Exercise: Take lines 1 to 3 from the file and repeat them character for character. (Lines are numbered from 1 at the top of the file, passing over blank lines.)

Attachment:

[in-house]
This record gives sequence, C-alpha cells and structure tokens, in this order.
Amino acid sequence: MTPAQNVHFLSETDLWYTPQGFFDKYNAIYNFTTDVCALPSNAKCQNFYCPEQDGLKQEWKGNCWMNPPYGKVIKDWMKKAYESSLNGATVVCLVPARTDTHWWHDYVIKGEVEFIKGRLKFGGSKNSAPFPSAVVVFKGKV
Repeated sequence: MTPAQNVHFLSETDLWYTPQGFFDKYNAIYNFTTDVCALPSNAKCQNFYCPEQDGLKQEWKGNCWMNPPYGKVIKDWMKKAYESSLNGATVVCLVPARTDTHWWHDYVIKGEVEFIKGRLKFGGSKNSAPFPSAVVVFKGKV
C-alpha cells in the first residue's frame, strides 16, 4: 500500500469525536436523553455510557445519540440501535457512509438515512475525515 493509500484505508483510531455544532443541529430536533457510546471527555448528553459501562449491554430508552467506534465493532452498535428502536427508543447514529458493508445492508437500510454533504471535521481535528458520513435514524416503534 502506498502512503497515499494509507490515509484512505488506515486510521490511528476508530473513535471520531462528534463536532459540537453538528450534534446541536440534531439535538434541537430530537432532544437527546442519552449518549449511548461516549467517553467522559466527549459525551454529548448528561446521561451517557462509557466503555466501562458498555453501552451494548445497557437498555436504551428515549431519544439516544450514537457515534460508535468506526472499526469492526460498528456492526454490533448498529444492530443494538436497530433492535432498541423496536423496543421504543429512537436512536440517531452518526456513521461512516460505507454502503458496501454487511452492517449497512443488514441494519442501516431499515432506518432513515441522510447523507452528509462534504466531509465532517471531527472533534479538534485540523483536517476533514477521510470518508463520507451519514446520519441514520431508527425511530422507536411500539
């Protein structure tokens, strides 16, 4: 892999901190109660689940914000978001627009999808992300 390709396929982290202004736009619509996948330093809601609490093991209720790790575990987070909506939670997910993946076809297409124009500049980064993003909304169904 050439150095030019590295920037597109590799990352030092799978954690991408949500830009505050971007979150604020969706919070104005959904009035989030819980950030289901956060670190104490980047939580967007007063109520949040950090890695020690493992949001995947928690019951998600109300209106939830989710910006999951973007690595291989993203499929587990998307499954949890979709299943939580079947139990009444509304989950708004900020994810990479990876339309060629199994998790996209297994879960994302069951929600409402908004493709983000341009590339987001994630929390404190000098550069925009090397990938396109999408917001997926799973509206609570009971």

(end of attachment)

[in-house]
This record gives sequence, C-alpha cells and structure tokens, in this order.
Amino acid sequence: MTPAQNVHFLSETDLWYTPQGFFDKYNAIYNFTTDVCALPSNAKCQNFYCPEQDGLKQEWKGNCWMNPPYGKVIKDWMKKAYESSLNGATVVCLVPARTDTHWWHDYVIKGEVEFIKGRLKFGGSKNSAPFPSAVVVFKGKV